Hello! I am sorry I haven’t been able to post for a couple weeks now. Life gets hard sometimes. Very hard. During those times I feel even more extremely blessed to have such supportive and caring people in my life. I also am thankful I have writing as a creative outlet, if you will. While this blog is not popular by any means, I do enjoy doing it and sharing information that could possibly be helpful to someone else. If you don’t have a creative outlet, you need one. It makes such a difference in coping and stress management.

We are not perfect. As a dietitian, I never expect perfection. My own diet is definitely not perfect. Without trying to sound too cheesy, it’s the journey that really counts, and that means making the best choices for your health the majority of the time and having an overall healthy attitude towards life. Things happen, and when a curveball is thrown at you, you shouldn’t be guilted into maintaining perfect perfection in every aspect of your life, including with everything you put in your mouth.

During times like these, I am definitely not in the mood to cook. So screw it, we eat out, or pick something up. Even though perfect nutrition isn’t what I want to think about at the time, I do still want something half-way decent for my family and myself. There are ways to make eating out a little better for you.


Yes, he is eating ice cream…

I originally made these tips for those with diabetes, but these really apply to all of us.

  1. Don’t be afraid to speak up and ask questions. If you are unsure how big a restaurant’s portion sizes are, or what’s in something, it is never wrong to ask.
  2. Look up menus in advance so you have a better idea of healthy choices you can make before you get there.
  3. Take advantage of restaurants that allow you to call-ahead or make reservations to avoid an unpredictable wait time. Really helpful with a toddler, or if you have diabetes.
  4. If making a reservation, this is a good time to ask if they can accommodate special requests.
  5. Try to eat the same portion of a food you would eat at home. Restaurant plates are usually always bigger. It’s OK to share the rest with someone or take it home with you.
  6. Ask for sauces, dressings, gravies, etc. on the side so you have control on how much you’d like to add.
  7. Aim for unbreaded meats. The breading in restaurants can add more carbohydrates than you may realize.
  8. Get creative with ordering. Maybe order a side of fruit for an appetizer or a dessert rather than the higher carb options listed. Combine soup and a salad if the dinner entrées are not in your diet plan.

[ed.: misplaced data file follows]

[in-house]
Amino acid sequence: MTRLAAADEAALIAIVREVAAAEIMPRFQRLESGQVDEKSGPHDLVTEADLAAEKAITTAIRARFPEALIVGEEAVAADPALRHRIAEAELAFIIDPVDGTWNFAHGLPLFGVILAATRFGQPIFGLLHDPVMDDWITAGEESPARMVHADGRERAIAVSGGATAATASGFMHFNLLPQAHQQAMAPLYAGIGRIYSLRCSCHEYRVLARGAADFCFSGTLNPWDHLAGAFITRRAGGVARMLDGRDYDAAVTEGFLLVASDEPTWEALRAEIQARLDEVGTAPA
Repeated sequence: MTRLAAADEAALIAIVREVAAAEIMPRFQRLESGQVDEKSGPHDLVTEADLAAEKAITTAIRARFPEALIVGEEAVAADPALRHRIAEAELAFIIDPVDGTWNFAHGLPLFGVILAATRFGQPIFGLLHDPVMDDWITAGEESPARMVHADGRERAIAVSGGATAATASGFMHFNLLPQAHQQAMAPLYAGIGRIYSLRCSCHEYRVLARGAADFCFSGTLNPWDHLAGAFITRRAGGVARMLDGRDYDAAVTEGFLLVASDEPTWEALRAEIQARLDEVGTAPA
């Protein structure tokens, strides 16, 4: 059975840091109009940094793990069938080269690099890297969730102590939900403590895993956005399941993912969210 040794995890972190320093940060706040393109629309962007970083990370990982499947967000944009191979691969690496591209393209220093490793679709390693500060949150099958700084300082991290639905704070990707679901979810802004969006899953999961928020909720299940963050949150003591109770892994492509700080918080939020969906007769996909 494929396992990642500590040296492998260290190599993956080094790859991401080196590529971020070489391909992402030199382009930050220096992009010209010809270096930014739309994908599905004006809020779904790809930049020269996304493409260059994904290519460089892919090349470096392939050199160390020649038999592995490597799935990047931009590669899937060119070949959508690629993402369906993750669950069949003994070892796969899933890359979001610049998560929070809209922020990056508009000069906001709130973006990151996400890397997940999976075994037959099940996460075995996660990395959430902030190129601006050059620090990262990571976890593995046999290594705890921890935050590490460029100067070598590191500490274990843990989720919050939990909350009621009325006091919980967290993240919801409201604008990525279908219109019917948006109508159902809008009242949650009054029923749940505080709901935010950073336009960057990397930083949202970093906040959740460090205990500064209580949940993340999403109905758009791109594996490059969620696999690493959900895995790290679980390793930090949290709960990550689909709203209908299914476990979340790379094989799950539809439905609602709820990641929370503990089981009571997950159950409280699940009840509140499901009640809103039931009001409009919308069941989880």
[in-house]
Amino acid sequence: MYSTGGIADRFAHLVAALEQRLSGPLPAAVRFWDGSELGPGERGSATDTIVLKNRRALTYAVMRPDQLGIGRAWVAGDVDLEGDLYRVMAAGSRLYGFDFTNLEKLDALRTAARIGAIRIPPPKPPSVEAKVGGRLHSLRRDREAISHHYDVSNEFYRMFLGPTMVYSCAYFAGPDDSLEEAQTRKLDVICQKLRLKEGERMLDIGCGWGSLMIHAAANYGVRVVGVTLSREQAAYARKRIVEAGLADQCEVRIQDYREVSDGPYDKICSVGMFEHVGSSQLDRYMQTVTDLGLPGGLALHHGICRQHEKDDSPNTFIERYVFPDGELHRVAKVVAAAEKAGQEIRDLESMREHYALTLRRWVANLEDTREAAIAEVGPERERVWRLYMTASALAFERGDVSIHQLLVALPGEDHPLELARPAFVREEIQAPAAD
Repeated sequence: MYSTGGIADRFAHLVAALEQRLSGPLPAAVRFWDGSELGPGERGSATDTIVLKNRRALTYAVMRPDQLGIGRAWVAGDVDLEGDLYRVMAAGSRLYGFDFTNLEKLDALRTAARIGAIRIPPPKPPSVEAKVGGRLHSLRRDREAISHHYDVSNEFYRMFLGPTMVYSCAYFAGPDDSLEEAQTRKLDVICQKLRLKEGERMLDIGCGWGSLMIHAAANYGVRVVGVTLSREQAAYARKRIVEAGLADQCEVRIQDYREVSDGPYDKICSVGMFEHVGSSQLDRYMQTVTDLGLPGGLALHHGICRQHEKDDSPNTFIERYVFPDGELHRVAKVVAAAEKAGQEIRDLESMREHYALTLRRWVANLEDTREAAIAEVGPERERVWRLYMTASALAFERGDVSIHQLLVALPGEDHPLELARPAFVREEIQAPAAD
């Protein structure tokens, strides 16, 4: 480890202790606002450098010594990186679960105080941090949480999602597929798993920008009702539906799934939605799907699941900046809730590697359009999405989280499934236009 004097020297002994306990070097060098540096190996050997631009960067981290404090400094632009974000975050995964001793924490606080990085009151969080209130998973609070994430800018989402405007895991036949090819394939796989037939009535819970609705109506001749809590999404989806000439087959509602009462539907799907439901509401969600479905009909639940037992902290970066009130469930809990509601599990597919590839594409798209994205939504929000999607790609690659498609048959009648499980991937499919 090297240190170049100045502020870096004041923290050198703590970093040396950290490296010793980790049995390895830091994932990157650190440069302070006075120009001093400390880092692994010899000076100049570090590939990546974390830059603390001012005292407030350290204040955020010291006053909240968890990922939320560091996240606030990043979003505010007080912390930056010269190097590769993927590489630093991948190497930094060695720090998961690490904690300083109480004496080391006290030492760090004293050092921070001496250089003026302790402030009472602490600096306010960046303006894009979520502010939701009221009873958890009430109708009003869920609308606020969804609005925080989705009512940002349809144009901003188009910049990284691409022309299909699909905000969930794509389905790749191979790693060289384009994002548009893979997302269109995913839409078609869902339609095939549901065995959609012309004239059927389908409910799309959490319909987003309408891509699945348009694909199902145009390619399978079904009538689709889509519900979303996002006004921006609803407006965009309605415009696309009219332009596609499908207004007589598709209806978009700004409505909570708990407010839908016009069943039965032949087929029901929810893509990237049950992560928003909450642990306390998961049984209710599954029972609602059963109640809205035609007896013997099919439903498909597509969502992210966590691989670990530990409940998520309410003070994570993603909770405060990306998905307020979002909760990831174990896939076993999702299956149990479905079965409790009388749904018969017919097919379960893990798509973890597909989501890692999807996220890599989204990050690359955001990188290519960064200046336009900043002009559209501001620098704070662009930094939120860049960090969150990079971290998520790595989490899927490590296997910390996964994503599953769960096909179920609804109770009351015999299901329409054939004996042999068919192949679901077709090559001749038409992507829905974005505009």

9. Ask about substitutions. Many places will allow a salad in place of fries, or will let you double an order of vegetables.
  10. If you get a baked potato, order it plain and add any butter (and maybe non-starchy vegetables from the salad bar) yourself.
  11. If you are going out for pizza, skip the deep dish and go for thin or reg crust loaded with vegetables, or maybe get a side salad.
  12. Order unsweet tea or water instead of a soda.
  13. If you choose to have an alcoholic drink, choose options that aren’t mixed with a high sugar mixer (margaritas, daiquiris)
  14. If you have a good experience at a restaurant, make sure to let them know. Restaurants are always trying to boost their business by providing what customers want.
  15. If you find a place that serves vegetables on their kids menu, make a point to shower praise to the waiter or manager. Most restaurants offer adults sides other than fries, and it should be the same for kids too. Hard for them to expand their palates it if they are never offered any variety.

So maybe a meal out isn’t always perfect, but there is always a little wiggle room to make it a little better.

For those of you wondering, Matthew’s 2 year old party went great! It was fun watching little tots splish-splash outside, and the rain held off perfectly until we had lunch. If you are looking for a ridiculously easy but healthy party snack idea – watermelon on a stick. It’s cold like a popsicle, easy to eat for kids and for adults who don’t want sticky hands, and its about as natural as you can get. Thanks, Pinterest!


Leftovers, too busy with a wet, slippery toddler to get pictures of them at the party


One last thing. As some of you know already, I have a private practice, Food 4 Success, LLC where I offering nutritional counseling and education for all sorts of things. Check out www.food4success.com for more information, or to get more details on my next Carbohydrate Counting class on July 14. It is full of must-know information for those with diabetes, pre-diabetes, or wanting to learn proper carbohydrate portioning for weight loss/weight maintenance.

Until next time!